Stylized art WINS! Whoo hoo!

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So, Cartoon Network's Samurai Jack won an Emmy in the category of "Outstanding Animated Program (under one hour)." To do so, they beat out Futurama, The Simpsons, South Park, and Spongebob Squarepants.

I like everything on that list (well, almost everything. South Park has gotten pretty old and tired, and I've never cottoned to Spongebob, though I can accept it's skilled in its own way), but I'm glad to see that when the field of cartoons up for the Emmy is humor, four out of five, it's the dramatic show that actually won. If we're going to start edging towards an America where animation is considered a serious art form, we need to have recognition of artistic achievement that goes beyond "made a good pop culture reference or fart joke."

Yeah, I know. The Simpsons is brilliant. Futurama deserved better its whole run. South Park consistently exceeded its crudity to achieve true commentary and hilarity. Spongebob Squarepants lives in a pineapple under the sea. I grant you all of these things. But just like we're fighting hard to break the idea that "if it's a cartoon, it must be for kids," we need to break the idea that "if it's a cartoon, it has to be about the Funny instead of the Story." Samurai Jack is stylized and beautiful. It employs sophisticated storytelling techniques, frenetic action, true pathos, and gorgeous design. It challenges the viewer all of the time. And while it uses humor sometimes, it's not supposed to be funny all the time.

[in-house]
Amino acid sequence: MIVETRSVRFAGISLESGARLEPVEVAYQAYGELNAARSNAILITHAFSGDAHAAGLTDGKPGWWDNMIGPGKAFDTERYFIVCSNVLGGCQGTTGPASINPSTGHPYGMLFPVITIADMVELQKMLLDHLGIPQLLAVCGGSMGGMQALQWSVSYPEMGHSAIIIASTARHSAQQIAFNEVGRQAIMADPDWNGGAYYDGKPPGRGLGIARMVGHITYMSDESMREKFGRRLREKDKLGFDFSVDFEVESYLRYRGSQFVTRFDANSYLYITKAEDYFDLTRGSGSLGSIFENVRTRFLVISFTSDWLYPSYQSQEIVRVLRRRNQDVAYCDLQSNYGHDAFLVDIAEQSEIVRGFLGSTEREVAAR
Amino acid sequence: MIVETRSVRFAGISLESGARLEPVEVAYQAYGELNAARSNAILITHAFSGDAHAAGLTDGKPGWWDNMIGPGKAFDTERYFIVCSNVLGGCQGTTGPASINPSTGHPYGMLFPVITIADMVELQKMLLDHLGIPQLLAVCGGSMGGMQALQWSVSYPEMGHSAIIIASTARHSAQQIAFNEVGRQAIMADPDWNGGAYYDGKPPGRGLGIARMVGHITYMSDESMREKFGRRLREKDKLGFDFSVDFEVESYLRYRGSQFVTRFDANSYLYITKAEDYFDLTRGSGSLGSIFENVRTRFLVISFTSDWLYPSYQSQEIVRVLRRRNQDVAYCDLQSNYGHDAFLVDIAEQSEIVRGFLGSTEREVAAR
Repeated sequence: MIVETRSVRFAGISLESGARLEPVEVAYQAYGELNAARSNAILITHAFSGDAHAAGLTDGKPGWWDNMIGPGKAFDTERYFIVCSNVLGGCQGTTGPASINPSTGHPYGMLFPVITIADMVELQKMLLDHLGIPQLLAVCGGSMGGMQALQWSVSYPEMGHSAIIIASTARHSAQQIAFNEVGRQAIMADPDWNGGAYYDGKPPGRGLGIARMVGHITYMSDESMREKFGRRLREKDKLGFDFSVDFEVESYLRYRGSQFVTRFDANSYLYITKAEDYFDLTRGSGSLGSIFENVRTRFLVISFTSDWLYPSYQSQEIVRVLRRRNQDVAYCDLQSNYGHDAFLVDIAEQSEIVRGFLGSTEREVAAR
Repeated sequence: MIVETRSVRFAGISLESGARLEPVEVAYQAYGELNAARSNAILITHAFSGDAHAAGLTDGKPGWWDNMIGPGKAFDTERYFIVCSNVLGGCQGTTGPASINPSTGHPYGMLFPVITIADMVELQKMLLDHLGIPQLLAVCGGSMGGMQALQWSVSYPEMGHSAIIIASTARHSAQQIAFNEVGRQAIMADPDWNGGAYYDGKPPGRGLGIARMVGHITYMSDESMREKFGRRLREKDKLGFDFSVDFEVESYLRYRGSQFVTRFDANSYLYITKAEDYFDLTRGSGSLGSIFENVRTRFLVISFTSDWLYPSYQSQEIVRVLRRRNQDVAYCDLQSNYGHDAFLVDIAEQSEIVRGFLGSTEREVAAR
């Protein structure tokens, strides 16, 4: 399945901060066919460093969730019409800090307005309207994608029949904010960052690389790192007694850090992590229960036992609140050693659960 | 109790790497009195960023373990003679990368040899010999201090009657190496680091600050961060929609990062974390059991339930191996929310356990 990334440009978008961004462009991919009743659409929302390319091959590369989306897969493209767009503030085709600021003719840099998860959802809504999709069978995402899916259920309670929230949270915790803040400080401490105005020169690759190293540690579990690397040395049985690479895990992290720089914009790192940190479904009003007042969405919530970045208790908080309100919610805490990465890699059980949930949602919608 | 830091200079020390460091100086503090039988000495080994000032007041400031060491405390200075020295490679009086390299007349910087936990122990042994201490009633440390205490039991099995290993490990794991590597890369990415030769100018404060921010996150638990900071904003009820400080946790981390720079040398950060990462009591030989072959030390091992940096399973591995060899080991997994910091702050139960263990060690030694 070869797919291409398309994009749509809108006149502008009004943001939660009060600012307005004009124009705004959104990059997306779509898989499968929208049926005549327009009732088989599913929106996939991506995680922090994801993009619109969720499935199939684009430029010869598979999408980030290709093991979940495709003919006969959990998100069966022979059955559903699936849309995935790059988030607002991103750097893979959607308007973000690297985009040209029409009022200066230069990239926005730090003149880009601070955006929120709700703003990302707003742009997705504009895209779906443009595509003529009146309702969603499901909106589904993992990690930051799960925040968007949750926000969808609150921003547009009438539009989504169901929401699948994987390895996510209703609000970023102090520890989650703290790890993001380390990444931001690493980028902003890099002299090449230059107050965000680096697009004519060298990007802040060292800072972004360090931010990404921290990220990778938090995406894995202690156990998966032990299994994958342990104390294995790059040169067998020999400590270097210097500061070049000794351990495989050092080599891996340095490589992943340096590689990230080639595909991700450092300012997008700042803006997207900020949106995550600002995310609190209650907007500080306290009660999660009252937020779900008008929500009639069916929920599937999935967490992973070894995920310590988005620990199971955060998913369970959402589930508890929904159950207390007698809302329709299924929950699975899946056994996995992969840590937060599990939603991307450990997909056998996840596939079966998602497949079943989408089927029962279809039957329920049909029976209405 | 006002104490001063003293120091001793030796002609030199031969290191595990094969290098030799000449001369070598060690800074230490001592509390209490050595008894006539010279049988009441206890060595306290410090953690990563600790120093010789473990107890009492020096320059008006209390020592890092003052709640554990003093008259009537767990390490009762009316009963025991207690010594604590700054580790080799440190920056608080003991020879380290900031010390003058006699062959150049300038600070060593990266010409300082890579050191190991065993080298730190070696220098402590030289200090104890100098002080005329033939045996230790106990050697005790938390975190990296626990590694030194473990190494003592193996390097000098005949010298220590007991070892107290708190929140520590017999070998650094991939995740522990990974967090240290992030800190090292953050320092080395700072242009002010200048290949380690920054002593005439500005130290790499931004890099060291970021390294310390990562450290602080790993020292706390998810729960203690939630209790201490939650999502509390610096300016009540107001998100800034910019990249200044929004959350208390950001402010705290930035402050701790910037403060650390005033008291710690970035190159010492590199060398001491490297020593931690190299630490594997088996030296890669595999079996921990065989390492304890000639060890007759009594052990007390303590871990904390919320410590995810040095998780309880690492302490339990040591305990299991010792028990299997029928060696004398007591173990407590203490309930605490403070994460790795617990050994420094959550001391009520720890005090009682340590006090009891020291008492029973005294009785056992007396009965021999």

And it's not arthouse fare. It's meant to be competitive in the mass market.

It's nice there are five good shows up for that Emmy in the first place. It's even nicer The Simpsons or Futurama didn't take it pro forma. And it's nicer still that the show going for the aesthetic instead of sight gags took the prize.

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